FDA Pushes for Artificial Pancreas

Artificial pancreas research and approval process

(RxWiki News) For people with type 1 diabetes, controlling blood sugar levels can be exhausting. With the help of an artificial pancreas, patients would spend less time worrying about blood sugar and more time enjoying their lives.

Now, the Food and Drug Administration (FDA) is pushing harder for the creation of a working artificial pancreas. The FDA recently issued draft guidelines to help researchers and manufacturers in their efforts to develop an artificial pancreas to treat type 1 diabetes.

"An artificial pancreas may be on the horizon."

An artificial pancreas is a device that combines an insulin pump and continuous glucose monitor, which receives information about blood sugar levels from a sensor under the patient's skin. The glucose monitor reads blood sugar levels and tells the insulin pump how much insulin a patient needs.

The guidelines issued by the FDA are designed to give researchers and manufacturers more flexibility when it comes to the development and approval process of artificial pancreas device systems.

According to Jeffrey Shuren, M.D., director of the FDA's Center for Devices and Radiological Health, "The FDA is focused on improving the process for the study and approval of artificial pancreas systems, and developed this guidance to provide maximum flexibility to manufacturers seeking to bring this device to U.S. patients." He adds, "We understand how this device could change the lives of millions of Americans with diabetes, and we want our safety and effectiveness review to give patients the confidence that the device works."

Even though an artificial pancreas is not a cure for type 1 diabetes, it could lower the risk of dangerously high and low blood sugar levels. The devices could give patients a better quality of life while also reducing the risk of diabetes-related complications.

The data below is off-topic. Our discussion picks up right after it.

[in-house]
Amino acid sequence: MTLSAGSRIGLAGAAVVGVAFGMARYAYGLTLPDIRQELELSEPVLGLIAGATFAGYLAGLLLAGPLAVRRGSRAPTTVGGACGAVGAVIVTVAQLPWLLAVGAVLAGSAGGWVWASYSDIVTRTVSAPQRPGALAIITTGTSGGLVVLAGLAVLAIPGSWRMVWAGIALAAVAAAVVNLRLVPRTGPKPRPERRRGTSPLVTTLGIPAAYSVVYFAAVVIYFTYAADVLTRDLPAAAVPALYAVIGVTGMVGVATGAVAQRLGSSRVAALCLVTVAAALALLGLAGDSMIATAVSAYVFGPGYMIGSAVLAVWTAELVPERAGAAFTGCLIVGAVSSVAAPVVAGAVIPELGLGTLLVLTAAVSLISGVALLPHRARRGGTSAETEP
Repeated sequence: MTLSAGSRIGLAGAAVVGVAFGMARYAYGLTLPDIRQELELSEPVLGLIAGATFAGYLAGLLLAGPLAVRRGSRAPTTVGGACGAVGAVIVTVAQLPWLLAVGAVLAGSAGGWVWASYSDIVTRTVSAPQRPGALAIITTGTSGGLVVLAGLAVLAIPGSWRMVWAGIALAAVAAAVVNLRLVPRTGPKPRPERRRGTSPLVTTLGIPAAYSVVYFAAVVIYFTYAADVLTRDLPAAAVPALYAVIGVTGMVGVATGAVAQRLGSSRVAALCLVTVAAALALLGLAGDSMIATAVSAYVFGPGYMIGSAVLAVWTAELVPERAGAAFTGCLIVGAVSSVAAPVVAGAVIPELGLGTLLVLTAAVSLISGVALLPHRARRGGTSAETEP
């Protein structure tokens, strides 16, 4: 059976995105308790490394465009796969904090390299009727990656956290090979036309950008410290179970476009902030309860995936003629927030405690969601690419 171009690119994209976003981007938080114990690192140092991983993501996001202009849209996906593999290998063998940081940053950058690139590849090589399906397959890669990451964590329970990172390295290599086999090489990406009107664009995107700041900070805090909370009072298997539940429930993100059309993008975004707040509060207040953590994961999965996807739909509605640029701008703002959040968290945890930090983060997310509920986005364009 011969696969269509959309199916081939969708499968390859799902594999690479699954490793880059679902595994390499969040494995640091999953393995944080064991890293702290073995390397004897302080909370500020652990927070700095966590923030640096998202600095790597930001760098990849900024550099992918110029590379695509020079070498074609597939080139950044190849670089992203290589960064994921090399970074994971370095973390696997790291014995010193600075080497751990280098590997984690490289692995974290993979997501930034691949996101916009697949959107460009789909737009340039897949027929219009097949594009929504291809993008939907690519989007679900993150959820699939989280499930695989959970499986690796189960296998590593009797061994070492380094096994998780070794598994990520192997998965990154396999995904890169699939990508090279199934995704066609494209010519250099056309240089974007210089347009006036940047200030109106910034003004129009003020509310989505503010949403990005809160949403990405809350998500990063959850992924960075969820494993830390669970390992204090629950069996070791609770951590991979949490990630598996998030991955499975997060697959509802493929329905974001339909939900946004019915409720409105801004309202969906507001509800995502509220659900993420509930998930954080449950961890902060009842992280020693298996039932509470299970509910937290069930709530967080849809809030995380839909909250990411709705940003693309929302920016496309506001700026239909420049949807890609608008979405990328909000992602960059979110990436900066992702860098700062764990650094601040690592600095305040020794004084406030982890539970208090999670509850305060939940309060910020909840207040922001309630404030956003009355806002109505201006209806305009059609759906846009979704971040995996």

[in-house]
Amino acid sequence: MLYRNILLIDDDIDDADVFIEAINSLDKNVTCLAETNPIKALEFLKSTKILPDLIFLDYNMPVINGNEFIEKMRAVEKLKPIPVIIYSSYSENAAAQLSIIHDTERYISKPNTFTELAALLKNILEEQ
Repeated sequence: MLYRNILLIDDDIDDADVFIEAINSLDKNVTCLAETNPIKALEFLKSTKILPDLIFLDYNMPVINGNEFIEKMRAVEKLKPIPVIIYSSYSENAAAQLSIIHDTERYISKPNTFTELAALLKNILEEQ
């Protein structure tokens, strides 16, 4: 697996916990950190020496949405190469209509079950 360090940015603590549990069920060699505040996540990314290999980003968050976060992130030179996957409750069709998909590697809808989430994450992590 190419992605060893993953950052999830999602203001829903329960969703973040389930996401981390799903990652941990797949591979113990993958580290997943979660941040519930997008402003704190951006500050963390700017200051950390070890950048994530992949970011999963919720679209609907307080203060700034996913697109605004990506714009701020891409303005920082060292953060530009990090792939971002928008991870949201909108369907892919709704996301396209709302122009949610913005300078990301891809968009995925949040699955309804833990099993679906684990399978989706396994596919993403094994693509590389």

Type 1 diabetes is a disease that happens when the pancreas can no longer produce enough insulin, a hormone that manages blood sugar levels. The millions of Americans with type 1 diabetes have to regularly check their blood sugar throughout the day in order to see how much insulin they need to inject to keep their blood sugar low. An artificial pancreas would take over this task for type 1 patients.

The FDA guidelines recommend a three-phase clinical study process so that artificial pancreases can be studied in the outpatient setting as soon as possible. In order to make the research process even more efficient, the guidelines suggest ways to pull existing safety and effectiveness information from other studies.

When studies are completed, the guidelines help researchers and manufacturers prepare product approval submissions.

Even though these guidelines may be encouraging to those waiting for improved type 1 diabetes treatments, it is unclear when an effective artificial pancreas will be available to patients. 

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Review Date: 
December 6, 2011